Friday, January 09, 2009

An Open Apology to Scott Weiland

He'll help ticket sales to the gun show

Dear Scott Weiland and Stone Temple Pilots,

I'm gonna level with you here. I have ripped on your band for most of my adult life. When you debuted with Core in 1992, I tabbed you as opportunistic sell-outs, repackaging heavy metal in grunge shrink wrap. I hated your red goatee thingy Scott, hated your Metallica rip-off videos, hated your fans, and hated the local Cincinnati radio station that constantly played your music (WEBN, Shut Up and Rock! Fuck Yeah!). In my neck of the woods, you guys were the "alternative" band that it was okay for everyone to like. A sure recipe to garner my haughty, high-school music-snob disdain, if ever there was one.

There was only one problem with my blanket hatred of all things STP back in the 90's. I secretly loved your music. Sure I used to sarcastically imitate Scott's vocals on Big Empty while driving a carful of freshman to high school every morning (Tiiiime to take her hooooome, her daaaisy age is constant ladeeee.....), but, while I appeared to be making fun of the song, I was actually enjoying singing along. Imagine that, a teenager pretending not to like something he really likes. Shocking I know.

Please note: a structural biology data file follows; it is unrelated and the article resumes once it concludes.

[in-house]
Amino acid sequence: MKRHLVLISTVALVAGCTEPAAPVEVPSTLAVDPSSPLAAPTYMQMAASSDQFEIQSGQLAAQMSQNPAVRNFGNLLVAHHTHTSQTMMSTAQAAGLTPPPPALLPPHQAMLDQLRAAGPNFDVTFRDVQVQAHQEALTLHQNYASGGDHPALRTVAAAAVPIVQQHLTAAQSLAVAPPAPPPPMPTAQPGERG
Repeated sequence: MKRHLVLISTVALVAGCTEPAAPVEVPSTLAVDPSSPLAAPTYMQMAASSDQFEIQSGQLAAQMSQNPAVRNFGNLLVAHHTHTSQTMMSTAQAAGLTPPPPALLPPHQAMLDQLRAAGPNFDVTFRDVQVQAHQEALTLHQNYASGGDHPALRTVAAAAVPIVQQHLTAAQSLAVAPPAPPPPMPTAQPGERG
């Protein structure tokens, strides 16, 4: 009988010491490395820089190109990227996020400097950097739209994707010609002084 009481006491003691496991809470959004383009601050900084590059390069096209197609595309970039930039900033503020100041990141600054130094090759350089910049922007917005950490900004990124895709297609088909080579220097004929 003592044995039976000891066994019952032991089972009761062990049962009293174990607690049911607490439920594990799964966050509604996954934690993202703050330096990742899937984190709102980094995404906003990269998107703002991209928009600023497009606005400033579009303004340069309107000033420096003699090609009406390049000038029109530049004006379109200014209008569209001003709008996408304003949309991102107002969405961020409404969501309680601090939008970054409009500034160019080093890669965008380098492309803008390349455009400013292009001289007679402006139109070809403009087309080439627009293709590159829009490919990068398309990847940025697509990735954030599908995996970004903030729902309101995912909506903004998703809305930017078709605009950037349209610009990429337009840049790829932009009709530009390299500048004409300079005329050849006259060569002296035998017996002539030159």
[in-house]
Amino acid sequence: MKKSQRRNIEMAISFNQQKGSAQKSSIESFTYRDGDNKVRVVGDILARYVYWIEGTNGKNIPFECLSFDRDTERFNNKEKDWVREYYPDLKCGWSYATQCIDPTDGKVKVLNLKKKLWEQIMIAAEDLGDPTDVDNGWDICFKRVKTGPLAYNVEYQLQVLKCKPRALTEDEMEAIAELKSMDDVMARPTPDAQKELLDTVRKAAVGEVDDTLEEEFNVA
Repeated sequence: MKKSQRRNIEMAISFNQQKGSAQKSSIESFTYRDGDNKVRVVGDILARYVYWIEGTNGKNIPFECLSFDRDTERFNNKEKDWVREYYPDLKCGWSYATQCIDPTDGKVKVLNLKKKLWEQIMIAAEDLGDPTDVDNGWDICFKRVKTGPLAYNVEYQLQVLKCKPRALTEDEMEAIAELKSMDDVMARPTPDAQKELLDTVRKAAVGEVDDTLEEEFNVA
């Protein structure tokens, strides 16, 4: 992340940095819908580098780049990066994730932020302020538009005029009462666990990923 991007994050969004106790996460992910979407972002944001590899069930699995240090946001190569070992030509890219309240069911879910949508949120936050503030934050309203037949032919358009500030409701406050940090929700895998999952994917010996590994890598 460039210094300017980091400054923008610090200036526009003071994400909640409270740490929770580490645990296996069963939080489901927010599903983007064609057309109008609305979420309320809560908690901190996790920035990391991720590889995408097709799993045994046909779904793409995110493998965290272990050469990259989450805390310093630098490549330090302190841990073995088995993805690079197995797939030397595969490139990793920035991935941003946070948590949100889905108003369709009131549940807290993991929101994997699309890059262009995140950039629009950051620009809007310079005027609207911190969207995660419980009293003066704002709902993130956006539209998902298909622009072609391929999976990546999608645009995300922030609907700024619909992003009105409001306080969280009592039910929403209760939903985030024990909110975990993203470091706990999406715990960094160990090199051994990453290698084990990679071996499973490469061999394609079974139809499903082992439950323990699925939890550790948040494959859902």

I am no longer that slightly cocky-yet-insecure teenager driving kids to high school. But I still do have a far amount of haughty, high-school music-snob disdain (I don't own any Killers albums; old habits die hard). Recently though, thanks to the addition of my Lady Friend's Ipod to my music library, I have been reintroduced to a certain STP album called Purple. I never owned the album personally, and really, there was no need to back then. Almost every song got radio play, and the ones that didn't you were bound to hear anyway. The album was everywhere, playing in someone else's car, or at a party, or blasted in the high school's weight room, or being shittily covered by a high school band, etc. etc. The album was omnipresent in 1994 and then subsequently totally forgotten about. Usually that's the sign that a band or a record was just a product of its time and place, lucky to have scored with a good formula for success (I'm looking at you Seven Mary Three, Toadies, and Candlebox). This was not the case with Purple.